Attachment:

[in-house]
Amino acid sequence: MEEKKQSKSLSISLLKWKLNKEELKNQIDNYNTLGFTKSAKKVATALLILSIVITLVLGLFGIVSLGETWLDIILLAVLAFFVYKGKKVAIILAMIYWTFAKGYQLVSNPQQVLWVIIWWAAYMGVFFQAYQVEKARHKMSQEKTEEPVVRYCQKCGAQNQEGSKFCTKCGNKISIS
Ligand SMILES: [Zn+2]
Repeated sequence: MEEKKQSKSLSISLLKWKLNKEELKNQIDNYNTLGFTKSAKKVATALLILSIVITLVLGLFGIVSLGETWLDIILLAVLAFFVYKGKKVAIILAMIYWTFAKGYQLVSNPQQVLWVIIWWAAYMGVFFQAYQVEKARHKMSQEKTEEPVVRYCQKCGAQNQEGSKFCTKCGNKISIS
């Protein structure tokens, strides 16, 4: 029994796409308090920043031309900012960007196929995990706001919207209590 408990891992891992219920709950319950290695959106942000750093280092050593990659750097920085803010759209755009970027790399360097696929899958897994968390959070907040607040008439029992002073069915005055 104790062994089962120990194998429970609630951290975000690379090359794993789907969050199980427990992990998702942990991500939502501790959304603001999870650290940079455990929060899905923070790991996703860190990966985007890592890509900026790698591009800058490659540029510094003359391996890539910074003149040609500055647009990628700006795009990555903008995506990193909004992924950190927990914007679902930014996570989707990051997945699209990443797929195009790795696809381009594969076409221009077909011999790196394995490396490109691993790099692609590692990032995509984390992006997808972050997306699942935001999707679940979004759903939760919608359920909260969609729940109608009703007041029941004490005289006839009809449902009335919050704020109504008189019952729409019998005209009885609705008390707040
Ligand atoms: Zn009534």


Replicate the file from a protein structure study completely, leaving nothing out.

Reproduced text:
[in-house]
Amino acid sequence: MEEKKQSKSLSISLLKWKLNKEELKNQIDNYNTLGFTKSAKKVATALLILSIVITLVLGLFGIVSLGETWLDIILLAVLAFFVYKGKKVAIILAMIYWTFAKGYQLVSNPQQVLWVIIWWAAYMGVFFQAYQVEKARHKMSQEKTEEPVVRYCQKCGAQNQEGSKFCTKCGNKISIS
Ligand SMILES: [Zn+2]
Repeated sequence: MEEKKQSKSLSISLLKWKLNKEELKNQIDNYNTLGFTKSAKKVATALLILSIVITLVLGLFGIVSLGETWLDIILLAVLAFFVYKGKKVAIILAMIYWTFAKGYQLVSNPQQVLWVIIWWAAYMGVFFQAYQVEKARHKMSQEKTEEPVVRYCQKCGAQNQEGSKFCTKCGNKISIS
């Protein structure tokens, strides 16, 4: 029994796409308090920043031309900012960007196929995990706001919207209590 408990891992891992219920709950319950290695959106942000750093280092050593990659750097920085803010759209755009970027790399360097696929899958897994968390959070907040607040008439029992002073069915005055 104790062994089962120990194998429970609630951290975000690379090359794993789907969050199980427990992990998702942990991500939502501790959304603001999870650290940079455990929060899905923070790991996703860190990966985007890592890509900026790698591009800058490659540029510094003359391996890539910074003149040609500055647009990628700006795009990555903008995506990193909004992924950190927990914007679902930014996570989707990051997945699209990443797929195009790795696809381009594969076409221009077909011999790196394995490396490109691993790099692609590692990032995509984390992006997808972050997306699942935001999707679940979004759903939760919608359920909260969609729940109608009703007041029941004490005289006839009809449902009335919050704020109504008189019952729409019998005209009885609705008390707040
Ligand atoms: Zn009534």